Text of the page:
With the volume of cricket ever increasing, however, he hinted that it was time for India to use their reserves to make sure everyone continued to stay “fresh”, even if it meant playing different bowlers across formats.

“Not only the volume of cricket that our country is playing but also remaining in the bubble and playing – I can guarantee that it’s not easy to be in the bubble and keep playing throughout the year,” he said. “They do need some breaks because I think even the mental health is going to be very important going forward. This is going to be the norm for us, at least for the next one year or two years. So it is important.

“In our country we have a very good pool of fast bowlers, there is enough talent in our country. So we can afford to field different teams for different formats. That way it’s not only we understanding the different talent that is available, but it also keeps our bowlers mentally and physically very fresh.”

Varun Shetty is a sub-editor at ESPNcricinfo

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‘I feel like I have nothing to lose’




Preparation is being disrupted by the weather and there are concerns around Covid-19, but the focus is on the Gabba

He’s never played a first-class match, let alone a Test, in Australia and the final week of preparation leading into the opening game of the Ashes in Brisbane looks set to be disrupted by the weather, but Jos Buttler is determined to go into the series unburdened by things he can’t control.

Buttler is part of the second group of England players who have now joined the full squad following their quarantine after the T20 World Cup but on leaving their Gold Coast camp for Brisbane they encountered torrential rain which wiped out the opening day of their final warm-up match.

With the forecast poor, there is a real chance England may not get any proper middle time in the days ahead. The first intrasquad match last week had just 29 overs on the first day. Australia are in the same position with their three-game likely to be canned – and have also had to deal with the off-field drama around Tim Paine’s resignation – although some of their players have been playing in the Sheffield Shield over the last two months.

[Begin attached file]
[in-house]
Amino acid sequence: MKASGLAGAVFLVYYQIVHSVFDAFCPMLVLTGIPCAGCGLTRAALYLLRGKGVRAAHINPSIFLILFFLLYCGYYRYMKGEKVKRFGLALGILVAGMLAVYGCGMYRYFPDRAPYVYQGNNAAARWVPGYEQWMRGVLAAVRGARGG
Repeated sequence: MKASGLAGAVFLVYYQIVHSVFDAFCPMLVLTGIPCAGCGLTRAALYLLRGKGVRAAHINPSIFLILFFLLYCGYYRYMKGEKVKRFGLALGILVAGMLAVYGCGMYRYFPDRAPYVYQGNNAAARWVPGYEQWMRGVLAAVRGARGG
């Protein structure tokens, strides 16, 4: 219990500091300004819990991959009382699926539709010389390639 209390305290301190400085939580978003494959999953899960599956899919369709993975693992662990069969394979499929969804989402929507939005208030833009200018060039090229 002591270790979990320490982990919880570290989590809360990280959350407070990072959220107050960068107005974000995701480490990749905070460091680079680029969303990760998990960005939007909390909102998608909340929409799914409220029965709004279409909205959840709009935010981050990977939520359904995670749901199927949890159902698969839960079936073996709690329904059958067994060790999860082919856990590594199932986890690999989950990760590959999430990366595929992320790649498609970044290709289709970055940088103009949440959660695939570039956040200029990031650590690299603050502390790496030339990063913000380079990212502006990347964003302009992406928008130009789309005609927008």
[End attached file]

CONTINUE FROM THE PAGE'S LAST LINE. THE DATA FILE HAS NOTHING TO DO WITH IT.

Buttler did not play England’s most recent Test, against India at The Oval, due to paternity leave but had been due to regain his place for the Old Trafford match that was called off due to Covid-19 concerns. Overall it was a disjointed home season with no great Test reward for Buttler, who missed the New Zealand series due to the IPL and then made 72 runs in five innings against India, but he is ready to embrace the challenge in Australia.

“I feel like I have nothing to lose, to be honest,” he said. “It’s sort of been disjointed, that [year] just gone. Some good form and some bad form and in the year before as well. It’s the first time I’m experiencing an Ashes series [in Australia] so I’m fully determined to enjoy all the challenges that throws up. I’m excited to experience it, the good the bad, and I’m sure the highs and lows along the way.

“As a player at the minute I’m trying to bring a fearless approach and to truly try and embrace the opportunity. I know when I get to somewhere near my best that’s going to be pretty good.”